The competition was organised by the Scottish Review in association with the Young Programme charity. It was open to pupils in Scottish schools who were between the ages of 15 and 18 on 14 December 2018.
It was a condition of entry that the work should be that of the author alone, unedited by a teacher (or anyone else), and that it should be a work of non-fiction. Pupils were asked to imagine that they were writing a feature or column for an intelligent magazine or serious newspaper. Examples given in the briefing were: a commentary about something in the news; thoughts about a cultural event; an account of a personal experience of some kind; a piece about a sports event; or a profile of, or an interview with, an individual. The articles were required to be between 900 and 1,100 words in length. No entries outside of these margins were considered.
There was a large entry representative of schools in most parts of Scotland. As last year, the majority of work submitted was by girls – they accounted for 71% of entries.
A short-list of 11 papers were sent out to a panel of 31 judges, with no identification of author, age or school included. Members of the panel were asked to vote for their winner and two runners-up, and also append comments on their selection (many added notes on the other short-listed papers).
The winner will receive a cheque for £600 and each of the two runners-up a cheque for £300. All three articles are published in this special edition of SR. Eight highly commended and eight commended writers will receive a certificate of recognition. Our congratulations to all 19 long-listed pupils for their outstanding work and to the many other promising young writers who entered the competition. Special congratulations to Hutchesons' Grammar School
and The Royal High School, Edinburgh
– the only schools with more than one pupil on today's roll of honour – and also to St Maurice's High School, Cumbernauld
, for following last year's winning paper with a runner-up paper this year!
The panel of adjudicators
, emeritus professor of adult and continuing education, University of Glasgow; Bob Cant
, writer and activist; Carol Craig
, writer and founder, Centre for Confidence and Well-being; Ron Ferguson
, journalist and biographer; Alan Fisher
, senior Al Jazeera correspondent; Howie Firth
, director, Orkney International Science Festival; Jock Gallagher
, broadcaster and co-founder, Centre for Freedom of the Media; Rose Galt
, former president, Educational Institute of Scotland; Gerry Hassan
, commentator; Andrew Hook
, emeritus professor of English literature, University of Glasgow; Ian Jack
, Guardian columnist and former editor, Independent on Sunday; Amy Jardine
, Scotland Young Thinker of the Year 2014; Alexis Jay
, chair of the independent inquiry into child sexual abuse; Magnus Linklater
, Times columnist and former editor, The Scotsman; John Lloyd
, contributing editor, Financial Times; David McAlpine Cunningham
, academic administrator and writer; Fiona MacDonald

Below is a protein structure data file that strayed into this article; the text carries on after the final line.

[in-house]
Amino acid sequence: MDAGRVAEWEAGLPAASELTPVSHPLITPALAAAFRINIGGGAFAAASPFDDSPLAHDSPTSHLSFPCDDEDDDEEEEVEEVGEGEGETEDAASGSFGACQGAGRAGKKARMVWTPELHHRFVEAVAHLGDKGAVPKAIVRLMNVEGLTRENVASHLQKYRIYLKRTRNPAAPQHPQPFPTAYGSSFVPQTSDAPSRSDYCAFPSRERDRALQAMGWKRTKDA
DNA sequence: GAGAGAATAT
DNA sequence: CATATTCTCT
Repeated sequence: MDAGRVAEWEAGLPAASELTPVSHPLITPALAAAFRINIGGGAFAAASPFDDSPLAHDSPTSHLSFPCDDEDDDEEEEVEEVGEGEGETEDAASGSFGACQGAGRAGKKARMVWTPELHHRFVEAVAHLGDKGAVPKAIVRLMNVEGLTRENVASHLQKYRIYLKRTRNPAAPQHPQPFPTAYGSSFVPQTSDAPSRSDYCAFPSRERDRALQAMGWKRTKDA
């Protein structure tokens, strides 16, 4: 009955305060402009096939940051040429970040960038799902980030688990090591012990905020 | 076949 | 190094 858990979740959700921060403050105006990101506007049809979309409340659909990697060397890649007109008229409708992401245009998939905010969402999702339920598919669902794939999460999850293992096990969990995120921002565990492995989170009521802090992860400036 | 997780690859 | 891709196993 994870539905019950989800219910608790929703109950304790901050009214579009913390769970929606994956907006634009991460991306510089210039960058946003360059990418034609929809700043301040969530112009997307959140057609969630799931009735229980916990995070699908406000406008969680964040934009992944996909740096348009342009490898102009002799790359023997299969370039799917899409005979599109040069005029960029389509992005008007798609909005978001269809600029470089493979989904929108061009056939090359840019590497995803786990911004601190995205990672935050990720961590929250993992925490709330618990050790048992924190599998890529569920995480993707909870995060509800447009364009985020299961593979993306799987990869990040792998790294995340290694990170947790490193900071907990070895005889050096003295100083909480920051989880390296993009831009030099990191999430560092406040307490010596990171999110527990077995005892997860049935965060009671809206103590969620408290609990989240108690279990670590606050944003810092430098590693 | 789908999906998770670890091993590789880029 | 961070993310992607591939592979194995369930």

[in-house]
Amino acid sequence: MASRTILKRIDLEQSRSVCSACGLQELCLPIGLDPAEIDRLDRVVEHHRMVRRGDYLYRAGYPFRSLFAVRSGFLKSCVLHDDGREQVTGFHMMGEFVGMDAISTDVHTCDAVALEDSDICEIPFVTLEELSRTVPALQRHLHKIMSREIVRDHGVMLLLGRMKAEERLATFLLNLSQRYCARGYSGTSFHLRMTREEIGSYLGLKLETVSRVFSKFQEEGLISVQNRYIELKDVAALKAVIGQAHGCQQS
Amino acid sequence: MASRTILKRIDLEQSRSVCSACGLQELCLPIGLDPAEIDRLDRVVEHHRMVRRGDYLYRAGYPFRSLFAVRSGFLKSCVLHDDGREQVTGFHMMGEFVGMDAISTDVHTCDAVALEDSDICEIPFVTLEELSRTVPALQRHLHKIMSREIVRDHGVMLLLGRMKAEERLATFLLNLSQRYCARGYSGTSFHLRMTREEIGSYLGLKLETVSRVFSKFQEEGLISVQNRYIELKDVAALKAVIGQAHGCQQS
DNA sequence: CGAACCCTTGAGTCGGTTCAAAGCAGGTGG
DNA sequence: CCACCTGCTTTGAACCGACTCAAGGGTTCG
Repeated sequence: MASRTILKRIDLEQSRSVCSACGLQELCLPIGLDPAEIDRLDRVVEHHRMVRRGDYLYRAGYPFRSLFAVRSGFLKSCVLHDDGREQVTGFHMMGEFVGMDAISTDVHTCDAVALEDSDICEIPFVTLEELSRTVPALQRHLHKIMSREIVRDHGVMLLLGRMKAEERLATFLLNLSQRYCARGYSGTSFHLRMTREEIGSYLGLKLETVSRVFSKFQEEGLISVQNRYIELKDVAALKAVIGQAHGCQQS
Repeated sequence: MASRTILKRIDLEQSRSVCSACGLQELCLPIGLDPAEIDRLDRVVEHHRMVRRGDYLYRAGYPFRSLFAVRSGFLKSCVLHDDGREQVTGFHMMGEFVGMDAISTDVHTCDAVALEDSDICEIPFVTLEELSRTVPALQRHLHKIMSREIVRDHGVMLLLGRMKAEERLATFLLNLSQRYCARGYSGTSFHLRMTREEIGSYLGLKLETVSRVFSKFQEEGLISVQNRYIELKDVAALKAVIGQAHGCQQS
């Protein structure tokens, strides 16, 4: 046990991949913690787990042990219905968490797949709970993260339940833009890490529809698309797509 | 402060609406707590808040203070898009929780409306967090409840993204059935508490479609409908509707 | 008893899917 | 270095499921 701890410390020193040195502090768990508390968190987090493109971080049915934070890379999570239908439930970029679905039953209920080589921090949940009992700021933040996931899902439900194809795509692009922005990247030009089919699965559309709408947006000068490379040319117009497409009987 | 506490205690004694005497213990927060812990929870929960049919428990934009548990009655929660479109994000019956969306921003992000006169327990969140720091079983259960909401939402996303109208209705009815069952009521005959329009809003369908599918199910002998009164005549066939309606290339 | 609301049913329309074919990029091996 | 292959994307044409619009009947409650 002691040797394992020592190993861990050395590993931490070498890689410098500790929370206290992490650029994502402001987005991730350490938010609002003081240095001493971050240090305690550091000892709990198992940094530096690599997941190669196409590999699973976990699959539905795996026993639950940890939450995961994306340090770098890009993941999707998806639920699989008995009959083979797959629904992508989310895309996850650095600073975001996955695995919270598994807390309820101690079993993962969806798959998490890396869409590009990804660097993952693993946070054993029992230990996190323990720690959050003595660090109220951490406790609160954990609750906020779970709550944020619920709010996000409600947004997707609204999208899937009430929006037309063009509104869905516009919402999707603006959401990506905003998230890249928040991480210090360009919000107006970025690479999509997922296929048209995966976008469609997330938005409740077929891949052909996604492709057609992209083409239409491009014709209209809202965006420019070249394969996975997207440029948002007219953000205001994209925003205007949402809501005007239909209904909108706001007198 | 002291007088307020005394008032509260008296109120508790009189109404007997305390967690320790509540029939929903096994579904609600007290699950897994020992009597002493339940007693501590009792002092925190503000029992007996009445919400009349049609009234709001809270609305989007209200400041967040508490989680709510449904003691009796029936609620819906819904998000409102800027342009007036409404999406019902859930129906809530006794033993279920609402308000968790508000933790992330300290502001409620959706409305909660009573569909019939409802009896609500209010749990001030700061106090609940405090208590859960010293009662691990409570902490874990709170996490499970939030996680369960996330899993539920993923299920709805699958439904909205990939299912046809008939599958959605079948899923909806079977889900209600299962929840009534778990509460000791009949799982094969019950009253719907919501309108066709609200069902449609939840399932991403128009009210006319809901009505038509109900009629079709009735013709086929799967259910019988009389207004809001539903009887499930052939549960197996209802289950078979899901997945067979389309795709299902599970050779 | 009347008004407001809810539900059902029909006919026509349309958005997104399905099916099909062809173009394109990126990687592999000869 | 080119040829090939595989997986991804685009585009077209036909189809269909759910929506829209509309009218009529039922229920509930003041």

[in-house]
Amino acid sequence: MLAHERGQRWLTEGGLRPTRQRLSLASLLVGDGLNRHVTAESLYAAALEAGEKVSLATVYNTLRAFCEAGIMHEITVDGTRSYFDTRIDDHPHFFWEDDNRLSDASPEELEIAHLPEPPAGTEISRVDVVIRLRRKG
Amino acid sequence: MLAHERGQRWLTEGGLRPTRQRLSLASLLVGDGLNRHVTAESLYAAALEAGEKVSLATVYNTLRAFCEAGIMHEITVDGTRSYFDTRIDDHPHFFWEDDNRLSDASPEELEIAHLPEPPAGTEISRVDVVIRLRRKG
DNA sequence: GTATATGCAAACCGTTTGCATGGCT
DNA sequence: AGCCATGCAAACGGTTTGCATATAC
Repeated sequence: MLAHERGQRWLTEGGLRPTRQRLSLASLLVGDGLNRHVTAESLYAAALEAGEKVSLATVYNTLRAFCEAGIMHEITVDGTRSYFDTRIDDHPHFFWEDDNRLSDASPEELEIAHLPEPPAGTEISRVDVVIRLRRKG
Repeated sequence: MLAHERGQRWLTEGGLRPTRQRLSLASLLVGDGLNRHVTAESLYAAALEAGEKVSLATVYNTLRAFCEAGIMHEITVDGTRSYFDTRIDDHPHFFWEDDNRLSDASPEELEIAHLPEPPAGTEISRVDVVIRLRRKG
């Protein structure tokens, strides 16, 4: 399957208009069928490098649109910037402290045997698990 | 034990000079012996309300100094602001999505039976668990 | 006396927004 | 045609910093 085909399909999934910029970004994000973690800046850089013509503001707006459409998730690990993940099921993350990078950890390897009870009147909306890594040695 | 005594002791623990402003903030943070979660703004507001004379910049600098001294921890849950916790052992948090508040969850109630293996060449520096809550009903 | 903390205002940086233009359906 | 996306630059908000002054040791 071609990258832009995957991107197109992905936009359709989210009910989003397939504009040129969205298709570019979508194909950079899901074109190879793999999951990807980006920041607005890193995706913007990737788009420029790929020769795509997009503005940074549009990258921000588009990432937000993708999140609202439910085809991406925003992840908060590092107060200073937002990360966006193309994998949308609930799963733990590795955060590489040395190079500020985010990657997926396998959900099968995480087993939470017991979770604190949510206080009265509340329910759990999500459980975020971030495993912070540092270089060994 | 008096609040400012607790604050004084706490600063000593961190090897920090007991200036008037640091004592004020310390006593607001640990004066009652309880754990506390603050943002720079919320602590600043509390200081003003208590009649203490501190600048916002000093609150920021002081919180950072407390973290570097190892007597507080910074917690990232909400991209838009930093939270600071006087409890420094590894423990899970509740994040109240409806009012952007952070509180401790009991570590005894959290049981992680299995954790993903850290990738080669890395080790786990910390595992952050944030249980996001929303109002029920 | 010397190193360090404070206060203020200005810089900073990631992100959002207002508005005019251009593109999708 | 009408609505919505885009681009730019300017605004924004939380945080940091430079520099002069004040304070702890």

, managing director, Young Programme; Rebecca MacDonald
, Scotland Young Thinker of the Year 2017; Alan McIntyre
, patron, Institute of Contemporary Scotland; Islay McLeod
, editor, Scottish Review; Barbara Millar
, Young Programme adjudicator; Donald S Murray
, poet and author; Bill Paterson
, actor; Eileen Reid
, writer; George Robertson
(Lord Robertson of Port Ellen), politician and former secretary-general, NATO; James Robertson
, writer; Allan Shiach
, film producer; Angus Skinner
, former chief social work adviser for Scotland; Morelle Smith
, poet and author; Gillean Somerville-Arjat
, critic and writer; Linda Young
, former teacher and sister of SR founder Kenneth Roy.
There was much praise for the short-listed articles. Bill Paterson
wrote: 'All the entries in the short-list, without exception, gave a deep insight into the issues of identity and belonging, and to the pressures felt by young people today. For those of us many decades away from our mid-teens, they lit up the complex world that young people are negotiating these days. Yet, despite touching on quite troubling issues such as racism and mental health, they nearly all had optimism and hope. We can all at least feel optimistic about the quality of writing that today's young people can produce.'
said: 'I was struck by the ambition of nearly all of the short-listed entries. These young writers don't seem afraid to tackle big social issues, nor to place their own personal experiences within a wider social context. They are not afraid to laugh either, at the world or at themselves. Every one of the papers contained arresting images and challenging, thought-provoking assertions.'
, said: 'Without exception, all of these essays were superb. They are well-written, with good structures and arguments, and good use of words – never trying to be clever for the sake of it. A sense of humanity and humility, along with self-knowledge and awareness, ran through all of them. They were all impressive.' Gillean Somerville-Arjat